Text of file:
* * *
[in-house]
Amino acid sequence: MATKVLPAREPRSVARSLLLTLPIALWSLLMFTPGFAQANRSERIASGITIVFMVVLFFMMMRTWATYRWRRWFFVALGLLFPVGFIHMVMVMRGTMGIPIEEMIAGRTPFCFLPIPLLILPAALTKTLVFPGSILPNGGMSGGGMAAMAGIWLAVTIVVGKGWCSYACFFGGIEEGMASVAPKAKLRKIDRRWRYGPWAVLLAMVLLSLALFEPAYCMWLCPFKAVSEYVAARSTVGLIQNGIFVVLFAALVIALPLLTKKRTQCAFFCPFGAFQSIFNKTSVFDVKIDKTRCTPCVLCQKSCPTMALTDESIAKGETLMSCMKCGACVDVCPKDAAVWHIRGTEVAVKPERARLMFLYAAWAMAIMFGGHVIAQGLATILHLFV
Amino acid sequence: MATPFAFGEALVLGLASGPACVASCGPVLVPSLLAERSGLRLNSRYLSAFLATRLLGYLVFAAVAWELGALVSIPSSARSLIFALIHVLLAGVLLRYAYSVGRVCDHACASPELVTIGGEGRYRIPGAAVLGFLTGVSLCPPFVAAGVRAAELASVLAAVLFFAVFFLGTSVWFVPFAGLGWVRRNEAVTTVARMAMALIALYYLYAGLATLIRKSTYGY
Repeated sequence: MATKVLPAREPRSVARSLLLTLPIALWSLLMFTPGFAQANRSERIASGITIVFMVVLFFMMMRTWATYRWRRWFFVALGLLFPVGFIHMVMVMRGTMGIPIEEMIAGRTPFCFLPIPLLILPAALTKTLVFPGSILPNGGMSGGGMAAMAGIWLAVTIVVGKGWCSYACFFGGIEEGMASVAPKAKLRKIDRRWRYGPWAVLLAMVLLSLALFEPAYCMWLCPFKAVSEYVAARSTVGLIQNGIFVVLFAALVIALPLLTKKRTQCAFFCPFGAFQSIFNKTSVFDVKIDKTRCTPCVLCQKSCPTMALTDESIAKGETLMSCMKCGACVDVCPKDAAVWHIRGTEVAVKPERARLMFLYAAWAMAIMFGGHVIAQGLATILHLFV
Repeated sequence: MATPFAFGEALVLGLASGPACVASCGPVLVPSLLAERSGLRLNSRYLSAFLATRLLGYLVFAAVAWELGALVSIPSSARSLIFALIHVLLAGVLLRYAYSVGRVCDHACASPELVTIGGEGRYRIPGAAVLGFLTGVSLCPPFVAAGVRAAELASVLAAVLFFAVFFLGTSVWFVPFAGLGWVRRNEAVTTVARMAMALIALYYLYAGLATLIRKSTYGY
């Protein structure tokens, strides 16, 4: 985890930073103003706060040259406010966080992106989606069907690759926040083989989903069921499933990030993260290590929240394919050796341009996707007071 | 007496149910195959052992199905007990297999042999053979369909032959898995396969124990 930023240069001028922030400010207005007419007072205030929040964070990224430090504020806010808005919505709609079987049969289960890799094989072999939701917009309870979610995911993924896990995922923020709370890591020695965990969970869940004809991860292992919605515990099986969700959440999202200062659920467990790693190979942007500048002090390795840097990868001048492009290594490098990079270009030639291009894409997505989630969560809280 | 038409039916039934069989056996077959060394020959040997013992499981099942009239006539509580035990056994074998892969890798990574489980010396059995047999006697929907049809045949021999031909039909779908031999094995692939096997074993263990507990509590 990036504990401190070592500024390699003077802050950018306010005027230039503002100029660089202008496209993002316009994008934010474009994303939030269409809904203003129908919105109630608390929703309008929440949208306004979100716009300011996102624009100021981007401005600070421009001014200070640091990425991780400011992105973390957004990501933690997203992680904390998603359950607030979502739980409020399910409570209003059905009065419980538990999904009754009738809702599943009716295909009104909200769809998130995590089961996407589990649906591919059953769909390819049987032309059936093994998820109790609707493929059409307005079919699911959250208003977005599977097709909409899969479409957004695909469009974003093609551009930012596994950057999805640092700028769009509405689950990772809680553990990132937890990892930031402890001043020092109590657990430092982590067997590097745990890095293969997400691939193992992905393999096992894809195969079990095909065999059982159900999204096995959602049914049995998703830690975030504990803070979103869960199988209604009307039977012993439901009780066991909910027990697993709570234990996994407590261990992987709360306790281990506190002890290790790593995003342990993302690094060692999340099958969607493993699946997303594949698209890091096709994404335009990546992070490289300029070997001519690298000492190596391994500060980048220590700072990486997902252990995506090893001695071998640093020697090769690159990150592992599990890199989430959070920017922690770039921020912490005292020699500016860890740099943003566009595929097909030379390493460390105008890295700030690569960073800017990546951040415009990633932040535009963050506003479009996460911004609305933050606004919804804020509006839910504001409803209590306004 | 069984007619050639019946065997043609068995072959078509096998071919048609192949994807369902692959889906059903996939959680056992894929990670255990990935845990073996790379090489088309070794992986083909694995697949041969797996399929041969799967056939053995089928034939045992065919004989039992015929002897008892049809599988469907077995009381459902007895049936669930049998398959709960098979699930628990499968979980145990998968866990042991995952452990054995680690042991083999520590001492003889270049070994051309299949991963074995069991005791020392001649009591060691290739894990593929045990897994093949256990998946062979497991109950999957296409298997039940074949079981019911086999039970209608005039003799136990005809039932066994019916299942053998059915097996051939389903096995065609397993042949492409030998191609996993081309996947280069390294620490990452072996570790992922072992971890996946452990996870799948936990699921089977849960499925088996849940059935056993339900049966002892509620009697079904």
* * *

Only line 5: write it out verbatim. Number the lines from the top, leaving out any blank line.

Repeated sequence: MATPFAFGEALVLGLASGPACVASCGPVLVPSLLAERSGLRLNSRYLSAFLATRLLGYLVFAAVAWELGALVSIPSSARSLIFALIHVLLAGVLLRYAYSVGRVCDHACASPELVTIGGEGRYRIPGAAVLGFLTGVSLCPPFVAAGVRAAELASVLAAVLFFAVFFLGTSVWFVPFAGLGWVRRNEAVTTVARMAMALIALYYLYAGLATLIRKSTYGY